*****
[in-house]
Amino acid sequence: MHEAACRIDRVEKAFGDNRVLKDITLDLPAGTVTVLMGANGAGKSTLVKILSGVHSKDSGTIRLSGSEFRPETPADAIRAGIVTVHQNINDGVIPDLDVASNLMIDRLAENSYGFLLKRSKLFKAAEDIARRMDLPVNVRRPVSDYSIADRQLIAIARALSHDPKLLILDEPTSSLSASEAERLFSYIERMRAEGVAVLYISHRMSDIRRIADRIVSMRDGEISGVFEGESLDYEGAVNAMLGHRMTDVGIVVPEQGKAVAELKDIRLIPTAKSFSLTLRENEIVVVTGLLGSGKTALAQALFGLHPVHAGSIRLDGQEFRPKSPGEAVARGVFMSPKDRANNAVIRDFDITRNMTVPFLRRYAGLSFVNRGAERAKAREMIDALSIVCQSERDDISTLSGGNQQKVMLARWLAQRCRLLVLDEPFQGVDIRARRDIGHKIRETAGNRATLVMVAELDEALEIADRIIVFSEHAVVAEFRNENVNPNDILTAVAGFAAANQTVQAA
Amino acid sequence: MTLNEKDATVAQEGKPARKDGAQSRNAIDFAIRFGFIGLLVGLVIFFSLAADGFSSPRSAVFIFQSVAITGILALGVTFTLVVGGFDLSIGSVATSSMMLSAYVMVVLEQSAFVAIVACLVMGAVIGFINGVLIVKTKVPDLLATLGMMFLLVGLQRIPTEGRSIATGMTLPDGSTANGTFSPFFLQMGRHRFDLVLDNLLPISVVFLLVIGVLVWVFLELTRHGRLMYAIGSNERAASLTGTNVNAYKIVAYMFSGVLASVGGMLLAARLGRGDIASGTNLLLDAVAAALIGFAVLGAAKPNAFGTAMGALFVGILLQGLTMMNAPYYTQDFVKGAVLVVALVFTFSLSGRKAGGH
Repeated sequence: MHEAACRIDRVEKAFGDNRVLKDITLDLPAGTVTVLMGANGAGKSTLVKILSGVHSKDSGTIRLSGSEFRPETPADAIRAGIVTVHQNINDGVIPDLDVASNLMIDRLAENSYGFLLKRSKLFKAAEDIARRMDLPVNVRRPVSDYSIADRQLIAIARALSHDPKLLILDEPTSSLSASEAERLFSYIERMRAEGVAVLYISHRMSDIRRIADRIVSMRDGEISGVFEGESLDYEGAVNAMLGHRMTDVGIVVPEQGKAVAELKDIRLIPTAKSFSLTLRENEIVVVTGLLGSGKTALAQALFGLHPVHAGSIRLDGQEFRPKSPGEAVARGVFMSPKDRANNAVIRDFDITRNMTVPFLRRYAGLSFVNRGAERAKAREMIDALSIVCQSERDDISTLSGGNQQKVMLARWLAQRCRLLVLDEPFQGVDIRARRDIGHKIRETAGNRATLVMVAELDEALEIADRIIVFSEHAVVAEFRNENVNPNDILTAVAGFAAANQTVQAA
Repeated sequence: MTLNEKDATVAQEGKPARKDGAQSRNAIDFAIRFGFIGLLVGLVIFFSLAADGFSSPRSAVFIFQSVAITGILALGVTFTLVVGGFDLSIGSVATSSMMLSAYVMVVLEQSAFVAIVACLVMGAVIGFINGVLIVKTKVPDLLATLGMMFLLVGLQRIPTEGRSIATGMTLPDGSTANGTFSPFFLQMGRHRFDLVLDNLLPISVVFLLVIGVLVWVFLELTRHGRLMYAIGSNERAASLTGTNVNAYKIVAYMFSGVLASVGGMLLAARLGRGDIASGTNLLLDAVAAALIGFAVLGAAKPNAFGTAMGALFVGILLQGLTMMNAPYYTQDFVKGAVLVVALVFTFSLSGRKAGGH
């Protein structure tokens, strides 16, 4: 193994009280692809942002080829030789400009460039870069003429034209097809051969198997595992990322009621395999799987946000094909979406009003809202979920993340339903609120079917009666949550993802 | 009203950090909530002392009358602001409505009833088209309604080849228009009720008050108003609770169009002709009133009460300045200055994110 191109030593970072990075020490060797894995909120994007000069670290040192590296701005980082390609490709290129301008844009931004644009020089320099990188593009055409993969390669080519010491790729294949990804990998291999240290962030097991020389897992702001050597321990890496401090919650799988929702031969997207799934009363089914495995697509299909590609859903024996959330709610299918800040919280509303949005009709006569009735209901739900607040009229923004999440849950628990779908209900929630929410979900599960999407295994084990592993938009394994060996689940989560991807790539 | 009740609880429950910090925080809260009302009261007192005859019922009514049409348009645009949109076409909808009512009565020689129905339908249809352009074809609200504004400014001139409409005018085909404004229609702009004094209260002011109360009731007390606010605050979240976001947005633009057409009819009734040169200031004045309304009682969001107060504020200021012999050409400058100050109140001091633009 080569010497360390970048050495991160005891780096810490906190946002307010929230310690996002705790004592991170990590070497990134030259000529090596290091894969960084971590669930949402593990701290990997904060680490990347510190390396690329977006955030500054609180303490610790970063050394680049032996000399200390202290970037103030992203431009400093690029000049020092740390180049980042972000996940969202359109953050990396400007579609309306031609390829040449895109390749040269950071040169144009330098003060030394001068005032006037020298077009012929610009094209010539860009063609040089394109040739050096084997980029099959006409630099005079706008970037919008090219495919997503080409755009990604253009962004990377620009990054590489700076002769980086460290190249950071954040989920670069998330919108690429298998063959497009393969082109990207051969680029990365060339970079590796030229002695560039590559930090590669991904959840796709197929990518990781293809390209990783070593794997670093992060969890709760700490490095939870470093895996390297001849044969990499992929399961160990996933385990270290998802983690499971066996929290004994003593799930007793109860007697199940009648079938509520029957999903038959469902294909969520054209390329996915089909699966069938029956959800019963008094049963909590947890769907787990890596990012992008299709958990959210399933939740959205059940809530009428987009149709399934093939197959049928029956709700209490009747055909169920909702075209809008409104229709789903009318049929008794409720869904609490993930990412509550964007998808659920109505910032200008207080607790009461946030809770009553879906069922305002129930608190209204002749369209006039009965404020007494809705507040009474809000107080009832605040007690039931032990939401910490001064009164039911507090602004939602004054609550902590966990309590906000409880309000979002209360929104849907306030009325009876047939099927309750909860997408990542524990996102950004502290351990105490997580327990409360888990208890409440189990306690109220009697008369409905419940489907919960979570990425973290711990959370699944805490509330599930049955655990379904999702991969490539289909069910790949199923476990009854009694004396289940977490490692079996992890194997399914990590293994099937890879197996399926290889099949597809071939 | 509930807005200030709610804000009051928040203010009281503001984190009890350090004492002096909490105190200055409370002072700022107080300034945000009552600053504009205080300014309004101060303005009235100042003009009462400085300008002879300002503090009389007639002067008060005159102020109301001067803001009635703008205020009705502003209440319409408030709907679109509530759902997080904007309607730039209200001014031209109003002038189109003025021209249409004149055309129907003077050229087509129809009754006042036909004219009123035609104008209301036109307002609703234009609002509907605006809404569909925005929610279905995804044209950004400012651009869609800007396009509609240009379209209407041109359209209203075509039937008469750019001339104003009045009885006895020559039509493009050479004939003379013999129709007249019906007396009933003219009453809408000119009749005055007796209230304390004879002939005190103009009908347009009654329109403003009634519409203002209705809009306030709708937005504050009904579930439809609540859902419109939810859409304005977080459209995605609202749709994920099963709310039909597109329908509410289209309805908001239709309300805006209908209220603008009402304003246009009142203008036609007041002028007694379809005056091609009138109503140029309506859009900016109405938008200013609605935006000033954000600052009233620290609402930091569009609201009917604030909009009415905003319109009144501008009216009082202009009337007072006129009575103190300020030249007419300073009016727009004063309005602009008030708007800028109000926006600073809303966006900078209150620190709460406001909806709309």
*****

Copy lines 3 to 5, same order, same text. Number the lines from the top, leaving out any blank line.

Amino acid sequence: MTLNEKDATVAQEGKPARKDGAQSRNAIDFAIRFGFIGLLVGLVIFFSLAADGFSSPRSAVFIFQSVAITGILALGVTFTLVVGGFDLSIGSVATSSMMLSAYVMVVLEQSAFVAIVACLVMGAVIGFINGVLIVKTKVPDLLATLGMMFLLVGLQRIPTEGRSIATGMTLPDGSTANGTFSPFFLQMGRHRFDLVLDNLLPISVVFLLVIGVLVWVFLELTRHGRLMYAIGSNERAASLTGTNVNAYKIVAYMFSGVLASVGGMLLAARLGRGDIASGTNLLLDAVAAALIGFAVLGAAKPNAFGTAMGALFVGILLQGLTMMNAPYYTQDFVKGAVLVVALVFTFSLSGRKAGGH
Repeated sequence: MHEAACRIDRVEKAFGDNRVLKDITLDLPAGTVTVLMGANGAGKSTLVKILSGVHSKDSGTIRLSGSEFRPETPADAIRAGIVTVHQNINDGVIPDLDVASNLMIDRLAENSYGFLLKRSKLFKAAEDIARRMDLPVNVRRPVSDYSIADRQLIAIARALSHDPKLLILDEPTSSLSASEAERLFSYIERMRAEGVAVLYISHRMSDIRRIADRIVSMRDGEISGVFEGESLDYEGAVNAMLGHRMTDVGIVVPEQGKAVAELKDIRLIPTAKSFSLTLRENEIVVVTGLLGSGKTALAQALFGLHPVHAGSIRLDGQEFRPKSPGEAVARGVFMSPKDRANNAVIRDFDITRNMTVPFLRRYAGLSFVNRGAERAKAREMIDALSIVCQSERDDISTLSGGNQQKVMLARWLAQRCRLLVLDEPFQGVDIRARRDIGHKIRETAGNRATLVMVAELDEALEIADRIIVFSEHAVVAEFRNENVNPNDILTAVAGFAAANQTVQAA
Repeated sequence: MTLNEKDATVAQEGKPARKDGAQSRNAIDFAIRFGFIGLLVGLVIFFSLAADGFSSPRSAVFIFQSVAITGILALGVTFTLVVGGFDLSIGSVATSSMMLSAYVMVVLEQSAFVAIVACLVMGAVIGFINGVLIVKTKVPDLLATLGMMFLLVGLQRIPTEGRSIATGMTLPDGSTANGTFSPFFLQMGRHRFDLVLDNLLPISVVFLLVIGVLVWVFLELTRHGRLMYAIGSNERAASLTGTNVNAYKIVAYMFSGVLASVGGMLLAARLGRGDIASGTNLLLDAVAAALIGFAVLGAAKPNAFGTAMGALFVGILLQGLTMMNAPYYTQDFVKGAVLVVALVFTFSLSGRKAGGH